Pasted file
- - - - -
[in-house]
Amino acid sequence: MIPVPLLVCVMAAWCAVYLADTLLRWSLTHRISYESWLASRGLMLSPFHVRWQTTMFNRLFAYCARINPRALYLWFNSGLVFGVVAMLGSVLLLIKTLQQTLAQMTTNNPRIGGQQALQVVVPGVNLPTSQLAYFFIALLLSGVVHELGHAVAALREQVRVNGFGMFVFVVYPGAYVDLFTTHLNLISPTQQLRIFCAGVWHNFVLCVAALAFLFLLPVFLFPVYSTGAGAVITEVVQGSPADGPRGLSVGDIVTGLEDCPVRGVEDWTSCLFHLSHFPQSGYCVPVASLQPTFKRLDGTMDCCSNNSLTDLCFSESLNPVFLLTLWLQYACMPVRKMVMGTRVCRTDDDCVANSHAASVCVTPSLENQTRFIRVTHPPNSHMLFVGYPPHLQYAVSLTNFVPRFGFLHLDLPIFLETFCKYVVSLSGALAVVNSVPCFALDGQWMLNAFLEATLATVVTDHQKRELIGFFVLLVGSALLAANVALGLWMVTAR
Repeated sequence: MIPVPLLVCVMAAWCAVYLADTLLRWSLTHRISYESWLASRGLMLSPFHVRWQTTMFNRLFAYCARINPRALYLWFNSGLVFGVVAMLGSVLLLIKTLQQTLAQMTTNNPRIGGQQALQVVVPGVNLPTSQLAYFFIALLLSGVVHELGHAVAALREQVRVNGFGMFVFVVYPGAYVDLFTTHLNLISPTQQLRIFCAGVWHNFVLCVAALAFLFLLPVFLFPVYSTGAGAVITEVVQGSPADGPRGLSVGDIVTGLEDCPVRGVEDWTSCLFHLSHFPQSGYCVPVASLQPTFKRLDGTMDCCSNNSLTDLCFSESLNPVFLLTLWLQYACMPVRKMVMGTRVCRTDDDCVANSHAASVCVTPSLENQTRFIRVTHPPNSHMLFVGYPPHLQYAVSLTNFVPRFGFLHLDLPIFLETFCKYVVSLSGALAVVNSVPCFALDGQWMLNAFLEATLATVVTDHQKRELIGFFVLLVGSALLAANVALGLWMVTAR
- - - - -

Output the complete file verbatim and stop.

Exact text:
[in-house]
Amino acid sequence: MIPVPLLVCVMAAWCAVYLADTLLRWSLTHRISYESWLASRGLMLSPFHVRWQTTMFNRLFAYCARINPRALYLWFNSGLVFGVVAMLGSVLLLIKTLQQTLAQMTTNNPRIGGQQALQVVVPGVNLPTSQLAYFFIALLLSGVVHELGHAVAALREQVRVNGFGMFVFVVYPGAYVDLFTTHLNLISPTQQLRIFCAGVWHNFVLCVAALAFLFLLPVFLFPVYSTGAGAVITEVVQGSPADGPRGLSVGDIVTGLEDCPVRGVEDWTSCLFHLSHFPQSGYCVPVASLQPTFKRLDGTMDCCSNNSLTDLCFSESLNPVFLLTLWLQYACMPVRKMVMGTRVCRTDDDCVANSHAASVCVTPSLENQTRFIRVTHPPNSHMLFVGYPPHLQYAVSLTNFVPRFGFLHLDLPIFLETFCKYVVSLSGALAVVNSVPCFALDGQWMLNAFLEATLATVVTDHQKRELIGFFVLLVGSALLAANVALGLWMVTAR
Repeated sequence: MIPVPLLVCVMAAWCAVYLADTLLRWSLTHRISYESWLASRGLMLSPFHVRWQTTMFNRLFAYCARINPRALYLWFNSGLVFGVVAMLGSVLLLIKTLQQTLAQMTTNNPRIGGQQALQVVVPGVNLPTSQLAYFFIALLLSGVVHELGHAVAALREQVRVNGFGMFVFVVYPGAYVDLFTTHLNLISPTQQLRIFCAGVWHNFVLCVAALAFLFLLPVFLFPVYSTGAGAVITEVVQGSPADGPRGLSVGDIVTGLEDCPVRGVEDWTSCLFHLSHFPQSGYCVPVASLQPTFKRLDGTMDCCSNNSLTDLCFSESLNPVFLLTLWLQYACMPVRKMVMGTRVCRTDDDCVANSHAASVCVTPSLENQTRFIRVTHPPNSHMLFVGYPPHLQYAVSLTNFVPRFGFLHLDLPIFLETFCKYVVSLSGALAVVNSVPCFALDGQWMLNAFLEATLATVVTDHQKRELIGFFVLLVGSALLAANVALGLWMVTAR